World Innovation Summit for Health “WISH” 2016

Doha, 29 November 2016


Ladies and Gentlemen,

As-salamalaykum (Peace be upon you)

When WISH was still just a concept before its first summit in 2013, our vision was to invest in WISH’s regional and international expertise by utilizing research and policy recommendations for practical applications in the health field, as well as to benefit from its evaluation tools to better understand and innovate healthcare services in Qatar. We were aware that creating advanced health awareness calls for an expansive healthcare vision that goes beyond the present and into a future tackling potential challenges through a proactive process.

Turning this vision into reality requires that we improve the complimentary pillars of education and health; supported by scientific research, innovation, sustainable development, and especially human development. This is what we have emphasized before and will continue to emphasize as we seek solutions.

Undoubtedly, every single country is seeking to improve and develop their healthcare system, with varying degrees of success from one country to another. There is no country with a perfect healthcare system. Every country in the world, us included, faces its own healthcare challenges.

I hope that participants in this year’s summit will benefit from the research produced by WISH to improve their own health system, and use WISH as their platform for observing and monitoring policy reform in their countries. We in Qatar are proud of our achievements in addressing health challenges, and hope that they will resonate beyond the health sector and positively impact society as a whole, as well as different sectors of development.

The first WISH forum of 2013 made accountable care a priority and laid out a broadly applicable framework to guide reform efforts in healthcare systems, through linking financing mechanisms to provide greater accountability and better outcomes. Through accountable care, we can shift focus towards putting patients first, using data and standards to support and document progress, and involve healthcare staff in our efforts to improve quality and cost. We are now implementing this approach in Qatar, as a result WISH’s support of health programs at the national level.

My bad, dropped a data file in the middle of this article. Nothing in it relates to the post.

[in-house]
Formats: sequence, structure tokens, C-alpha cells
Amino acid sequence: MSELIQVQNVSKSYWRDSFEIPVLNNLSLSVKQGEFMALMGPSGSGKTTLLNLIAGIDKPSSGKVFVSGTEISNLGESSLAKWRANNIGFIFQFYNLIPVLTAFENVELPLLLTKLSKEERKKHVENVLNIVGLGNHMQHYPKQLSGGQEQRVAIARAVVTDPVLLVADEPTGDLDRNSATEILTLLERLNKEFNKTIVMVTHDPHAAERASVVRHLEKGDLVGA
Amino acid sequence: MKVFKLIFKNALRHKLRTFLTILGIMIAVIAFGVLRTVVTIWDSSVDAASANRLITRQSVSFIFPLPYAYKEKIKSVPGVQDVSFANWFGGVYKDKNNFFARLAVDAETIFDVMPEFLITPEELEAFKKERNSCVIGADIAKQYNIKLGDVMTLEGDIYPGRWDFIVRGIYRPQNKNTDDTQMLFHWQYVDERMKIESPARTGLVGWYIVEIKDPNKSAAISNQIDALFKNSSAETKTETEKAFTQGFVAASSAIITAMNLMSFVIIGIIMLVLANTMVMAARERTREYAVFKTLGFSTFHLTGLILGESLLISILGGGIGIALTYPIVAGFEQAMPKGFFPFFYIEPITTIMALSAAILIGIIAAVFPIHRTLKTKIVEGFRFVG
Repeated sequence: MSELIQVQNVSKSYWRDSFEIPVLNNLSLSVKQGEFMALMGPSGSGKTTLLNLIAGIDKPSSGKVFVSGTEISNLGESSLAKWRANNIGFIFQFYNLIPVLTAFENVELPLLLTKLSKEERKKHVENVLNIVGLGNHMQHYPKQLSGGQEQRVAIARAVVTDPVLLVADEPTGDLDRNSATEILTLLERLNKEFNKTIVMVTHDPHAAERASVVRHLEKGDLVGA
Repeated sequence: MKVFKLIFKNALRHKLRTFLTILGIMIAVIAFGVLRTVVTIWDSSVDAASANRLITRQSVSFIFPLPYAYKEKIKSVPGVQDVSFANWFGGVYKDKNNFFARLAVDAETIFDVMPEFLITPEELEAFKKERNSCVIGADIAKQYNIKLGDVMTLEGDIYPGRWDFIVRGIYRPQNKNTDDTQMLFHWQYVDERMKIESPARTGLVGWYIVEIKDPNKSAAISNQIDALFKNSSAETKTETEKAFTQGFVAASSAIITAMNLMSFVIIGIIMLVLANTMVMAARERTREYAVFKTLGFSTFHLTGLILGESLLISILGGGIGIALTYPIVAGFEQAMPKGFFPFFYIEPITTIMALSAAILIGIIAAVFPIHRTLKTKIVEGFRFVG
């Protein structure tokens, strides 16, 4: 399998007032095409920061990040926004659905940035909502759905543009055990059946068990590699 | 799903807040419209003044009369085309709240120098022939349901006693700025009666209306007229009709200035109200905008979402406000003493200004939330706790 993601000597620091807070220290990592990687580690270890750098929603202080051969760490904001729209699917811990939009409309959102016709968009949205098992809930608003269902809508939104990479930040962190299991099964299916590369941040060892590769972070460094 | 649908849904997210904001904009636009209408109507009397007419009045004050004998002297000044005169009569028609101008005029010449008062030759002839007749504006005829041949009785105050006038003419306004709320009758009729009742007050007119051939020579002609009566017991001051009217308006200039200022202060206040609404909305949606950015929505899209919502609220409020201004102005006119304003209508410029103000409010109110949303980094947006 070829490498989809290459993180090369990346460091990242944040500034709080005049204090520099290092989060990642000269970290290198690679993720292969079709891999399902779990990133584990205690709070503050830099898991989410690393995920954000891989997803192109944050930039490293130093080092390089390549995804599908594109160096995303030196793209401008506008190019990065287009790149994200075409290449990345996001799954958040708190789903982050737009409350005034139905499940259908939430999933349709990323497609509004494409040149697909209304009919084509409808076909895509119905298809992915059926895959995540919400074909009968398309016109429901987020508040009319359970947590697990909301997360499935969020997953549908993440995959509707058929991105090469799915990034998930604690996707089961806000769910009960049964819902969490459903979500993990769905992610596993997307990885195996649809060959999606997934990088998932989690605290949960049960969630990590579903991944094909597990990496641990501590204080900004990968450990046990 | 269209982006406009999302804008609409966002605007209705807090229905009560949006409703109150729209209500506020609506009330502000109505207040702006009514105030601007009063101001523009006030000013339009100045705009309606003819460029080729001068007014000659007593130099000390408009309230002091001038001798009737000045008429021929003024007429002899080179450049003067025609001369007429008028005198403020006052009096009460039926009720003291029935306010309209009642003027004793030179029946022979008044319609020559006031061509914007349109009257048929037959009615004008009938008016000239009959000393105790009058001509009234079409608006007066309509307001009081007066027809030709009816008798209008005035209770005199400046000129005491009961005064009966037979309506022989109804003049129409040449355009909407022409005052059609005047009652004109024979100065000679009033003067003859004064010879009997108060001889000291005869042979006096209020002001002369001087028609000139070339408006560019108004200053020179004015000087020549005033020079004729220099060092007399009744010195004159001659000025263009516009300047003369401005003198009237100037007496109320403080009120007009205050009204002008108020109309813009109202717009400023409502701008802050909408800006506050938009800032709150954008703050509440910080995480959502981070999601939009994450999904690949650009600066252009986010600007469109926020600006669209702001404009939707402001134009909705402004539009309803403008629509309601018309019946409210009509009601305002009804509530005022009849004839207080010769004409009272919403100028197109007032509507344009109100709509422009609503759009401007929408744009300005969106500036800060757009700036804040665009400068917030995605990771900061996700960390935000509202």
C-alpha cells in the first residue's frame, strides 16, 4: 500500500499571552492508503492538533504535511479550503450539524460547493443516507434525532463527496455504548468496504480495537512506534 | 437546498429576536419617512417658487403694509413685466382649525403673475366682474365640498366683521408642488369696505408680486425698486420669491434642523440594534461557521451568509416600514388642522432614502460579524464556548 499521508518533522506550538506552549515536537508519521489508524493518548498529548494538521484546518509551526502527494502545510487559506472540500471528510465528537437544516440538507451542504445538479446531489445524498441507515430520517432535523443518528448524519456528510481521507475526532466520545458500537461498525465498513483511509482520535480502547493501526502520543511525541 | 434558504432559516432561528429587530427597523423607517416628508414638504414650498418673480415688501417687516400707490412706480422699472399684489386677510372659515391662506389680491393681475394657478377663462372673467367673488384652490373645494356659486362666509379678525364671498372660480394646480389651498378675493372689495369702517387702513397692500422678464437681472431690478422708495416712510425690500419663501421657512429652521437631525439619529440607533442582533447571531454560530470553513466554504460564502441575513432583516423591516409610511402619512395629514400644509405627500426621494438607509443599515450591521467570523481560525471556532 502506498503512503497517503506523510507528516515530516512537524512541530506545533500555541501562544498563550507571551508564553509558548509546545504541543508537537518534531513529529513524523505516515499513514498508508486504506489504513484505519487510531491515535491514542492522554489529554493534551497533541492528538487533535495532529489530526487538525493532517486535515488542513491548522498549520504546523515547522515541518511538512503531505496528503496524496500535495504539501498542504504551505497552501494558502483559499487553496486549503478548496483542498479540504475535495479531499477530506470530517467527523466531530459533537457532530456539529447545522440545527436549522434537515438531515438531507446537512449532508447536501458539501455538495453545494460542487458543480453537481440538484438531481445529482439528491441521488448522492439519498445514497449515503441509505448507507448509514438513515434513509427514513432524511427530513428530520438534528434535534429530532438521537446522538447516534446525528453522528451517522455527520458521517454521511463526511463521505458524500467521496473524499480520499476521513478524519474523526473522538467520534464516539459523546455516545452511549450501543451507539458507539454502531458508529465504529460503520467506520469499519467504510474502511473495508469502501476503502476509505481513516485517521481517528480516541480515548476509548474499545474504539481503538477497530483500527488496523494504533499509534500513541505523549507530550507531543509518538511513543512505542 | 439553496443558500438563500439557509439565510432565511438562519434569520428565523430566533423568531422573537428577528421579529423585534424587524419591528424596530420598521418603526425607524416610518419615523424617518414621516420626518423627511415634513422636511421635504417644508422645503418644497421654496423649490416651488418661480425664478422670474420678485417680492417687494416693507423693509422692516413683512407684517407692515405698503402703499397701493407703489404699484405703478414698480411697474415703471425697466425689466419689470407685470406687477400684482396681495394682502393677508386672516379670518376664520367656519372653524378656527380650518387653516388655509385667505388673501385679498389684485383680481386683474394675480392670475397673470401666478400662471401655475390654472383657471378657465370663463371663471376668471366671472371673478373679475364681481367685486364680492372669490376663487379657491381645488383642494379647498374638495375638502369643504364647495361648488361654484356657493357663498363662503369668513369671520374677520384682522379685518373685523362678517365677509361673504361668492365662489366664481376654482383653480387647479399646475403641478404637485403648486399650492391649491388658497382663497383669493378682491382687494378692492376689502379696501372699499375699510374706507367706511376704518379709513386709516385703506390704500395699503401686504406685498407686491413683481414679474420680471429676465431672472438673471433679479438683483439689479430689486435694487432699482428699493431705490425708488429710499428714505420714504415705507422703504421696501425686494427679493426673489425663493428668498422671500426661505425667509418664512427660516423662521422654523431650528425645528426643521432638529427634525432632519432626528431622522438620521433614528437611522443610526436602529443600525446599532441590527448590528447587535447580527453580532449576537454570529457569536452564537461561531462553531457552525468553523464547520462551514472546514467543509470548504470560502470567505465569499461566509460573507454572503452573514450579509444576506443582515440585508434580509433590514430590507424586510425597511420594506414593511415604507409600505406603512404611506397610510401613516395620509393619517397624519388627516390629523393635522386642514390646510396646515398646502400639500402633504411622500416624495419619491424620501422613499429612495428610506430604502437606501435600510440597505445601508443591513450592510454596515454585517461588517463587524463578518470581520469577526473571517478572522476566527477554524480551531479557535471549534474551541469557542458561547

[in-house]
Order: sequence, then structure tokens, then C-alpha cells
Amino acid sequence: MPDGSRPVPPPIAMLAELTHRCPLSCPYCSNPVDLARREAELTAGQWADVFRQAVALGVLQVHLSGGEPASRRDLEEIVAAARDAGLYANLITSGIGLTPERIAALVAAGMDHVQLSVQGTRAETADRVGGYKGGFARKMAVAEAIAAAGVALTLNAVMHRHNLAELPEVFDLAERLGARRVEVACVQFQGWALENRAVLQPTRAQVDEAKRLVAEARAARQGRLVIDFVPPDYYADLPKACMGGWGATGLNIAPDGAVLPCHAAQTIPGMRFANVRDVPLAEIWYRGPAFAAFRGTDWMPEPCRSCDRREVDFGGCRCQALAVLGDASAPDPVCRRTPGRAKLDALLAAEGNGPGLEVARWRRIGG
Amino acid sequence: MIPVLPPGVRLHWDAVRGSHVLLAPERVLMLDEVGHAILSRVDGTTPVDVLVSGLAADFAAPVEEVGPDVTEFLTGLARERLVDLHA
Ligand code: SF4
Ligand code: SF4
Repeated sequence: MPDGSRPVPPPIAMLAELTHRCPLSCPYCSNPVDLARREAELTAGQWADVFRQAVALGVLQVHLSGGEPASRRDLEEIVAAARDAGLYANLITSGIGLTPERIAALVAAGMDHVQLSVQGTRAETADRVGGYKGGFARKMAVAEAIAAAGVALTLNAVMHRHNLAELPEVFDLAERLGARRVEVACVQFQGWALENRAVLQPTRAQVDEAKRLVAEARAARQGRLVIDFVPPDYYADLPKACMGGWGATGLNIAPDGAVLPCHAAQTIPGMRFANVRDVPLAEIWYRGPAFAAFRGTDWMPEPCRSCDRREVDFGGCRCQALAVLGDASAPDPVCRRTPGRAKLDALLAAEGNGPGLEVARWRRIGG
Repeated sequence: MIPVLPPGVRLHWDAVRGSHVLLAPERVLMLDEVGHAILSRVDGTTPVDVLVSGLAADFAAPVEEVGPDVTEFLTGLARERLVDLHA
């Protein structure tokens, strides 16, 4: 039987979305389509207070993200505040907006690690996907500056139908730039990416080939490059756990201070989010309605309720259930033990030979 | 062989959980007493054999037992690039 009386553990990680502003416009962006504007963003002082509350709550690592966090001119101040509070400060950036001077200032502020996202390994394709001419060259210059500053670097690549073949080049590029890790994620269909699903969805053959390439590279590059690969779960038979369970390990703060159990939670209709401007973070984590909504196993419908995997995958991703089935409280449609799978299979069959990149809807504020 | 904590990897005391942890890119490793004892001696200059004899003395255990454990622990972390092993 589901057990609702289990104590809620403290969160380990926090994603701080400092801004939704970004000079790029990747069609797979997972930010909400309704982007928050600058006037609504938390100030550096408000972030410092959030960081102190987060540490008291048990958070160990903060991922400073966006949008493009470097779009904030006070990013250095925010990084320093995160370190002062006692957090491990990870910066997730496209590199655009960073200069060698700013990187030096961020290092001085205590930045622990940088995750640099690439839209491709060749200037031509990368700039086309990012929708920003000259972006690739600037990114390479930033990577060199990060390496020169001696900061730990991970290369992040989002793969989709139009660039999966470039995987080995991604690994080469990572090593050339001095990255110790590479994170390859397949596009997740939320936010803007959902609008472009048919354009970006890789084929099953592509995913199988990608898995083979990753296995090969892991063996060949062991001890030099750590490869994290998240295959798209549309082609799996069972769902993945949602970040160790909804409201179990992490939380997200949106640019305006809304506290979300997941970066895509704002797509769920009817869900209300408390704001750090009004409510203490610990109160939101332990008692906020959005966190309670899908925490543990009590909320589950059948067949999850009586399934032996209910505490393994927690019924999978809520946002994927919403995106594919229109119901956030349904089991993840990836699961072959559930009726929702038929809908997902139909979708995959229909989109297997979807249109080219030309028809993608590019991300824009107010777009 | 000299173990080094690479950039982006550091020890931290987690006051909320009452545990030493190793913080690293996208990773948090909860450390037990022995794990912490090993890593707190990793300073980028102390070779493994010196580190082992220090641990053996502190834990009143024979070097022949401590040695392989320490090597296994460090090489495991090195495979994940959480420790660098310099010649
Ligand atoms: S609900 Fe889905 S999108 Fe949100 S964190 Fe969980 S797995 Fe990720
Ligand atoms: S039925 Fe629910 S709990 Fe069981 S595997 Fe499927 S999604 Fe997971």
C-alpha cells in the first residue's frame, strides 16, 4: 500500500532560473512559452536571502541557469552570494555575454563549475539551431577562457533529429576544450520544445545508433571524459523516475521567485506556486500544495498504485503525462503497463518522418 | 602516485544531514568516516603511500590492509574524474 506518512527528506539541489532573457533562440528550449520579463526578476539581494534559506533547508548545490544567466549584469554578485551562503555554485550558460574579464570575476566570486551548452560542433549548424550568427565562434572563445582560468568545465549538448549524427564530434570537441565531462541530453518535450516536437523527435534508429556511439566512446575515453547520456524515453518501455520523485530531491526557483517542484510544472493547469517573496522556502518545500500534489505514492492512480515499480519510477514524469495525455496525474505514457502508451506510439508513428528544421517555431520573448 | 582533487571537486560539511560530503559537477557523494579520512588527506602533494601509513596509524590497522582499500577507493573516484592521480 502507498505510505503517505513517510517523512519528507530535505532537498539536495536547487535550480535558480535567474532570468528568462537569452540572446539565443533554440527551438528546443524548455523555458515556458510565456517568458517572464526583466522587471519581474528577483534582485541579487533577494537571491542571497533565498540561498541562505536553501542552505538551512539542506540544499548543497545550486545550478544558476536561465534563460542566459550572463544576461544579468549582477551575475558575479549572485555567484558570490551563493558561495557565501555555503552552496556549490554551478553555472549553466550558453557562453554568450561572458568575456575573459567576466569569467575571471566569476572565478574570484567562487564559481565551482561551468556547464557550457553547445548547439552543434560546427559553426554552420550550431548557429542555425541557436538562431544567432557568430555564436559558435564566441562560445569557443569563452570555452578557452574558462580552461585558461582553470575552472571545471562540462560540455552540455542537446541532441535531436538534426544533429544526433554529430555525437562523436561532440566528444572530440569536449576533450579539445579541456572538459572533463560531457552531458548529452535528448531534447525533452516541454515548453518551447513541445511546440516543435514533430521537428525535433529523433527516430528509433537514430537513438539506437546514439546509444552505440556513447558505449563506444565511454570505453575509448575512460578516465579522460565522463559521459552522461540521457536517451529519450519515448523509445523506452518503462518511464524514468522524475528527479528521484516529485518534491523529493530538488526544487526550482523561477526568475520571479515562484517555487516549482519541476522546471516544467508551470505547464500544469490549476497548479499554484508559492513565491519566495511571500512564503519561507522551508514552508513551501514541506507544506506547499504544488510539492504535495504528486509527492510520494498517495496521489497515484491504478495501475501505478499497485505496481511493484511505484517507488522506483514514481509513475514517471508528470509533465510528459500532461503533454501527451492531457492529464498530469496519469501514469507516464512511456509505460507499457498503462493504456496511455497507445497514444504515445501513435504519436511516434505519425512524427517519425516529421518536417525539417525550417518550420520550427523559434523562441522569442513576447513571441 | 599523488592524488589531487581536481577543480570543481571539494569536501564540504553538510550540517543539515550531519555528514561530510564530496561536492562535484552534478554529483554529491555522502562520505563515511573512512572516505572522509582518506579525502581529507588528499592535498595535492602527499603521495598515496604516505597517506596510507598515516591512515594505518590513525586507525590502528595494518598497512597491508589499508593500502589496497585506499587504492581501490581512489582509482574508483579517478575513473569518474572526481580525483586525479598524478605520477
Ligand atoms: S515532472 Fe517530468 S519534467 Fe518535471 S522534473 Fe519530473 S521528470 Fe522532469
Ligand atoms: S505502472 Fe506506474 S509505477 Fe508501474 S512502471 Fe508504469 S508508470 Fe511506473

Building on the launch of Qatar Biobank in 2011, I used the inaugural WISH summit to launch the Qatar Genome Project, which aims to study the link between genetics and diseases in order to eventually move beyond the traditional ideas of clinical care and into applying medicine that recognizes that each person has their own genetic makeup and thus health needs. When medical practitioners understand a person’s specific needs and biological map, it will enable them to better diagnose and to treat disease individually, or as I call it, "Personalized Medicine", although specialized Arabic language scholars would be able to provide the most appropriate term in Arabic.

The first phase of the Qatar Genome Project was launched in September 2015, as part of a comprehensive national plan. It is meant to be the most ambitious national project of its kind in the region and, possibly, the world. During this pilot phase, we completed the genetic sequencing of more than 3000 Qatari nationals, and began drawing the Qatar genome map in order to help identify the different gene variations and disorders impacting the local population.

Regulations and policies have been drafted to govern genome research and applications in personalized medicine in close collaboration between the Qatar Genome Project, Qatar BioBank, and the Ministry of Health. These will constitute a national and overarching framework for all health-related research in the country. This is also to build a network of specialized researchers who can share and analyze the vast data from the Qatar Genome Project.

The ultimate aim of the genome project is to contribute to the development of the national healthcare system, and accumulate the genomes of nationals in healthcare records accessible to all health centers, hospitals and clinics. This goal will be discussed and reviewed in detail at the end of the pilot phase to guarantee the protection and confidentiality of patients’ health information.

With all this, we must keep in mind the importance of moral and religious responsibility when dealing with innovative progress in the field of medicine. We need to open and broaden our horizons when dealing with issues of health, and renew efforts to align research with our culture and religion to support progress and achievement in medical sciences. In other words, we should respect our religious and ethical values, but that should not prevent us from being present and impactful on the global health map. In order to approach these issues, this year WISH is organizing a panel on Genomics in the Gulf region and Islamic ethics.

Ladies and Gentlemen,

Everything we have mentioned here today stems from the belief that our people are the driving force at the heart of these policies and innovations. It is the foundation of Qatar’s vision for development in all areas.

I applaud your efforts and wish you every success at the conference.

Peace be Upon you.